Guy Pilkington explains a project supporting people to manage their own long term conditions, funded by social impact bonds
Newcastle West Clinical Commissioning Group, now part of Newcastle Gateshead CCG, has been involved in the creation of a social prescribing model called Ways to Wellness.
The challenges faced by the CCG are common to all, including an ageing population and a need to support people living with long term conditions in increasing numbers.
As an area of significant deprivation, Newcastle West has a population crying out for better ways to improve health and wellbeing. Working with Year of Care, a programme designed to embed personalised care planning for people with long term conditions, we had been involved in developing a roadmap to social prescribing, Thanks for the Petunias, and followed this up with developing a co-produced pathway for the model with the support of Nesta and the People Powered Health programme.
Our interest is in a holistic, person centred approach to supported self-management of long term conditions, often funded through public health or charitable funding of the voluntary sector. Our approach has been to see this as an essential component of clinical commissioning, yet one with uncertainties and risks attached. Ways to Wellness has taken on much of that risk and allowed us to plan for up to the next seven years to demonstrate what may be achievable. If successful, the CCG will see more of the commissioning budget spent on initiatives such as this, and less on traditional health service activity as people become more confident and connected.
As a health commissioner it is useful to agree what “health” is. The concept of health, as written in the British Medical Journal, as “the ability to adapt and self-manage in the face of social, physical and emotional challenges” is extremely helpful.
Increasingly the value of non-professional lay or peer support workers is recognised. Ways to Wellness uses this model and supplies link workers from four not for profit providers, who, working closely with GPs and practice nurses, can provide people with non-medical support for a variety of issues, including finding social activities, healthy eating and accessing specialist advice such as on housing. Over the first six years we plan for 8,500 people to have met link workers, supporting them to be able to adapt and self-manage.
To encourage us with this leap of faith, Ways to Wellness commissioned the North East Quality Observatory (NEQOS) to evaluate the best available evidence of what we might find and whether we should commit to this type of development. NEQOS’s best estimate was that for a population such as ours (120,000) we could expect potential savings to the commissioning budget of between £2m and £7m. This was hugely helpful for the CCG in making the decision to invest in this way. But we still had to accept that considerable new investment would be needed before the benefits to the commissioning budget could possibly materialise. This is where our funding model comes in.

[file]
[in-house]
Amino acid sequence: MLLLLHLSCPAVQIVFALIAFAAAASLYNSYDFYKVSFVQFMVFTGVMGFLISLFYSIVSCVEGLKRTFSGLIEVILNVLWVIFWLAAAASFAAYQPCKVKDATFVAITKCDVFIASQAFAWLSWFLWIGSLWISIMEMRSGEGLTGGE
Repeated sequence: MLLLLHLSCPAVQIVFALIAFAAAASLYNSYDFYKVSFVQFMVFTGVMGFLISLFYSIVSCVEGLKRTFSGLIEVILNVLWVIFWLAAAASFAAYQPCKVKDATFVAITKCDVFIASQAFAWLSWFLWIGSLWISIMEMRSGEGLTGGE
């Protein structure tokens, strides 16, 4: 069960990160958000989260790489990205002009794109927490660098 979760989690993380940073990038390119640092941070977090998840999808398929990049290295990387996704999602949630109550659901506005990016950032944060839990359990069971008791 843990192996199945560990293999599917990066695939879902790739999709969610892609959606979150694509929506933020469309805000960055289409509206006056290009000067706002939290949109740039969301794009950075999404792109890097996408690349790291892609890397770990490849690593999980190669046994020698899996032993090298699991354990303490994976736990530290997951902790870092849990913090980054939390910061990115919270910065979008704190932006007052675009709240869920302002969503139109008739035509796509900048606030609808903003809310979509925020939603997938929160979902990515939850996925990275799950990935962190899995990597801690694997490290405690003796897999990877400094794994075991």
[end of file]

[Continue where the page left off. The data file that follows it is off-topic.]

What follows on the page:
‘The concept of health as “the ability to adapt and self-manage in the face of social, physical and emotional challenges” is useful’
Bridges Ventures is providing £1.65m investment, in the form of social impact bonds. Their investment will help pay for the cost of the service in the early years, ahead of the performance measures being achieved and payments being received from the CCG.
The Big Lottery Commissioning Better Outcomes Fund and the Cabinet Office Social Outcomes Fund have also agreed to pay up to £2m and £1m respectively in outcome based funding. As with the CCG, these payments will be based on Ways to Wellness’ achievement of specific performance measures.
What has working with our funding partners meant? Both the CCG and Ways to Wellness have had to develop and agree clear, measurable performance indicators that are sufficiently robust to trigger repayment to the investor. Much time has been spent defining and agreeing these. Our outcomes are therefore far more concrete than perhaps they would otherwise have been. It has stretched the clinicians and finance teams, but doing so has allowed us to accept a degree of innovation and a scale of investment that we would have struggled to match, without the discipline that this way of working brings.
The stakes are high. I would argue that innovations such as this are essential to the successful transformation of the NHS and care system. Unless we understand better how to support confident self-management we will continue to struggle with increasing demands for care.
Guy Pilkington is chair of Newcastle Gateshead CCG
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